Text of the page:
If you are talking about adding their computing power together to make one big supercomputer, then no (that isn't virtualization, that is cluster/distributed computing, and would require specially written software that would take advantage of that environment). Virtualization is the exact opposite, taking one computer with a large amount of resources, and subdividing them amongst smaller applications (which avoids wasting resources. Not many things require a dozen GB of RAM or more, for example). Servers typically use Microsoft Hyper-V (which comes with recent editions of Windows Server), or VMWare ESXi (a free, mature hypervisor, but the management tools will cost you lots of $$$).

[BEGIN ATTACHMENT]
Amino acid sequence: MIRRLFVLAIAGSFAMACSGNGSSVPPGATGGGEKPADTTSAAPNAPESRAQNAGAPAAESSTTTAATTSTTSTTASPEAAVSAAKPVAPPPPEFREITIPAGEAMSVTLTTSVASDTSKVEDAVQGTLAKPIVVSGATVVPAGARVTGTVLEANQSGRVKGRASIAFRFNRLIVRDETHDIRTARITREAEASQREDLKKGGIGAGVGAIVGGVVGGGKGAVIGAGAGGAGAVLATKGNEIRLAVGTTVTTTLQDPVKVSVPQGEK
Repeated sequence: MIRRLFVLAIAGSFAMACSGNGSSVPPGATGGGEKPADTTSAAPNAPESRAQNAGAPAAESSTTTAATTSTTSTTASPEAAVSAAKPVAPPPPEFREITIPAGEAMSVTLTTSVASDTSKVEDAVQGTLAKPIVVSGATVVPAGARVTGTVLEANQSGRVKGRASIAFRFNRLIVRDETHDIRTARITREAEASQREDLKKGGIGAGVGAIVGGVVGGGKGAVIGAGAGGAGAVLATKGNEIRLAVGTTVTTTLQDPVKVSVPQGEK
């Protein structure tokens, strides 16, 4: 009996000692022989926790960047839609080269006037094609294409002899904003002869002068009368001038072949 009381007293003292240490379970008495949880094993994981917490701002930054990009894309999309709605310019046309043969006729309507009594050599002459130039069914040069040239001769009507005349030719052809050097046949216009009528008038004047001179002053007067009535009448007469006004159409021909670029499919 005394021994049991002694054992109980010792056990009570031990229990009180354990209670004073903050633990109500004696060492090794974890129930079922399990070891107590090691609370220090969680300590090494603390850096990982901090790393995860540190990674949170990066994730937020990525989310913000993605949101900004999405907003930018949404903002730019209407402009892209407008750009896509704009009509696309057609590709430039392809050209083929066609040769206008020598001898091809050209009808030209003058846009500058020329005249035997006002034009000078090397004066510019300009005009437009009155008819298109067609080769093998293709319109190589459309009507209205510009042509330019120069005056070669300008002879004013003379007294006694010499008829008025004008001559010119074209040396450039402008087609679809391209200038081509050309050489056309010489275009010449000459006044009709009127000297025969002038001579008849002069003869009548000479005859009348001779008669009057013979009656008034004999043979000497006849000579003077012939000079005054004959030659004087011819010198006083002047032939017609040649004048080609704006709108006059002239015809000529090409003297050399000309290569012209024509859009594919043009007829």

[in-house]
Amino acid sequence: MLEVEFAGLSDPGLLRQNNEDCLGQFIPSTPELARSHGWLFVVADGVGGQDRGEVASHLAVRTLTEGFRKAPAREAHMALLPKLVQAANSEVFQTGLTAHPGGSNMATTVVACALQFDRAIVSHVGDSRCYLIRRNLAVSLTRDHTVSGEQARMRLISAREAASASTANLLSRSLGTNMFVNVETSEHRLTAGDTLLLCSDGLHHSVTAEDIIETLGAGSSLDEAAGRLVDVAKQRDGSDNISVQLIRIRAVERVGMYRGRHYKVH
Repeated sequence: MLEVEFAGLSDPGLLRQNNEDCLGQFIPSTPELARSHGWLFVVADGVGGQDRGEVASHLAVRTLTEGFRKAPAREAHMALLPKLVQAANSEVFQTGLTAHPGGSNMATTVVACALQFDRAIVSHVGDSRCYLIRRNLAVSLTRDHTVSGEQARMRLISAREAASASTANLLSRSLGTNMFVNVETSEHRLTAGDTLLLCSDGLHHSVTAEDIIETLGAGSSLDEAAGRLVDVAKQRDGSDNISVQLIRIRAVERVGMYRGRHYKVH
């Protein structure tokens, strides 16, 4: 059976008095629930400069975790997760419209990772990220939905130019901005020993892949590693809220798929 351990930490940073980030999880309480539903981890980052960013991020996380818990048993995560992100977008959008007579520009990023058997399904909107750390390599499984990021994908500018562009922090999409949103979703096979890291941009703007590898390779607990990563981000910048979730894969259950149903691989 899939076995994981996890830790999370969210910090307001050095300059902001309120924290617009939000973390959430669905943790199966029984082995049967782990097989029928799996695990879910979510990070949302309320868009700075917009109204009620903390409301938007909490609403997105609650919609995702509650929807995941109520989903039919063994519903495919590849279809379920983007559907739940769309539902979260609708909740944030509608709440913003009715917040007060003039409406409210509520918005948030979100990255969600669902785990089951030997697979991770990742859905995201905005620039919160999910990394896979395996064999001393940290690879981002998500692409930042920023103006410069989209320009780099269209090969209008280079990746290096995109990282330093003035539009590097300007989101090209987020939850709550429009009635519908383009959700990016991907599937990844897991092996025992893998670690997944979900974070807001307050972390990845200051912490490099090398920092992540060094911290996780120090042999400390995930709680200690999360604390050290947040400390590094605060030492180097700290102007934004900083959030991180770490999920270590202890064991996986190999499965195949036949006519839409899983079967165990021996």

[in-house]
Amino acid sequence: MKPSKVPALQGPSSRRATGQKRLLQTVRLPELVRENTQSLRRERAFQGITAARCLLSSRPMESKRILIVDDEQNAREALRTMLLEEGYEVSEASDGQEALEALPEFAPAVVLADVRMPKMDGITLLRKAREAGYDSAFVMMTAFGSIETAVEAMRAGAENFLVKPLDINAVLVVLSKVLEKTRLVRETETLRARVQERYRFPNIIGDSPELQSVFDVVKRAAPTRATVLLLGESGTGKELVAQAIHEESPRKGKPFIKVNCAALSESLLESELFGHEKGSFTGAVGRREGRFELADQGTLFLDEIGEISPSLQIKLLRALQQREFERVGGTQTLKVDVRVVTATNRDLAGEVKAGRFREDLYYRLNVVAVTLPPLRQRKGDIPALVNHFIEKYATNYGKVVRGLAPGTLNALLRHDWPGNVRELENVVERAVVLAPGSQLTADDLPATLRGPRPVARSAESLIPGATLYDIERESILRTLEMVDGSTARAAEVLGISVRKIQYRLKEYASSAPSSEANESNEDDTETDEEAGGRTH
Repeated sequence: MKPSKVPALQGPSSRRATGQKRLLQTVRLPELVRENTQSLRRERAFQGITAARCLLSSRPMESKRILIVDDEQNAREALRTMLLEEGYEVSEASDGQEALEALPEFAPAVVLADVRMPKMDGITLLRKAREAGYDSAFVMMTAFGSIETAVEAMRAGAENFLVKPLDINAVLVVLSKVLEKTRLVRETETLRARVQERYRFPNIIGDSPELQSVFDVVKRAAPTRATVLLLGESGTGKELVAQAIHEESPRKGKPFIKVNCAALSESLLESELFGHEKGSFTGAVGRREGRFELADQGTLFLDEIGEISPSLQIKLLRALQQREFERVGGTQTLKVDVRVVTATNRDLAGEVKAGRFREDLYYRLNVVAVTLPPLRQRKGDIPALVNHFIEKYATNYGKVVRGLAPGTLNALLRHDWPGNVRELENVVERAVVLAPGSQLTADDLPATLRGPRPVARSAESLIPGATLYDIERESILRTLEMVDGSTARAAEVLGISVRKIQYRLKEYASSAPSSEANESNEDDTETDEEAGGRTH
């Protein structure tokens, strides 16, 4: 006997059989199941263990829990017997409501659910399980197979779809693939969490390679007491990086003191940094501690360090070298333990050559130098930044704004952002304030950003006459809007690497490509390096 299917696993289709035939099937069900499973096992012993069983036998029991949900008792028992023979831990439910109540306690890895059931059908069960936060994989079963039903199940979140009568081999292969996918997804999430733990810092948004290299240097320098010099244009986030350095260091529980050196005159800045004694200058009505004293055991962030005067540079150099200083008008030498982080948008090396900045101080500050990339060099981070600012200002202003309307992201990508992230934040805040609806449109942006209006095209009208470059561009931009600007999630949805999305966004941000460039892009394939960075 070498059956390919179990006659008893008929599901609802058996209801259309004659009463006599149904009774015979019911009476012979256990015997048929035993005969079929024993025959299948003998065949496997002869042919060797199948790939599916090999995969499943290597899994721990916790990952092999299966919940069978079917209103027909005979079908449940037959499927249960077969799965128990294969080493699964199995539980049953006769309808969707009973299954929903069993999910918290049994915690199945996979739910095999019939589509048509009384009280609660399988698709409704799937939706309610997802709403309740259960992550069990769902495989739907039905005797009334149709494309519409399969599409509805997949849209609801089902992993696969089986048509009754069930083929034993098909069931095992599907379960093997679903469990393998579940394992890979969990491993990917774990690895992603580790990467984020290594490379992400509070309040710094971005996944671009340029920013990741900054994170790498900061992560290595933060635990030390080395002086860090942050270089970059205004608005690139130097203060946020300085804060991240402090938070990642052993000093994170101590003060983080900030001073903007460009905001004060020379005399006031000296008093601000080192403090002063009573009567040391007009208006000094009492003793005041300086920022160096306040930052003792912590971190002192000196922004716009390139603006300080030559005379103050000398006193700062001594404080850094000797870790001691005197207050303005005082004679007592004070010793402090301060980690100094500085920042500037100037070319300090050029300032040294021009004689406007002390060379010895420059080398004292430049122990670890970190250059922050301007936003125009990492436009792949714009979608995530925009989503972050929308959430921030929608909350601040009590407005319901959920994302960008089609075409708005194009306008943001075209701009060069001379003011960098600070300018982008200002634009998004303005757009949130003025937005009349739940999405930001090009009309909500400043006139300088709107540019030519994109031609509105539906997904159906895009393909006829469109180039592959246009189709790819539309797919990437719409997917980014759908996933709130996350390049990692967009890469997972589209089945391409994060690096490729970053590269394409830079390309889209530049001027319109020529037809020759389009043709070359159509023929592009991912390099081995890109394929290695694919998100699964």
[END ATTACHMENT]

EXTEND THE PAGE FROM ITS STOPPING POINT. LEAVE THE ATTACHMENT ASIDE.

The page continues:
What you may be thinking of is Desktop Virtualization, where the actual desktops for each worker are thin clients/dumb terminals, which then connect to the central server where all of the users' programs are being run. This is similar to Terminal Services.
Edit: To elaborate a bit more, I am not aware of any hypervisors that "pool" resources from client machines. This question is somewhat analogous to the question of "If I have 4 cores running at 2GHz, can I combine them into an 8GHz processor?". The general answer in both cases is no. Of course, there are specialized exceptions, such as some kind of multiple-host VM, or a massively-parallel distributed application. But if this was so simple, why don't big companies like Microsoft pool all of their computing resources into a giant computer with thousands of cores and terabytes of memory? The answer: you can't.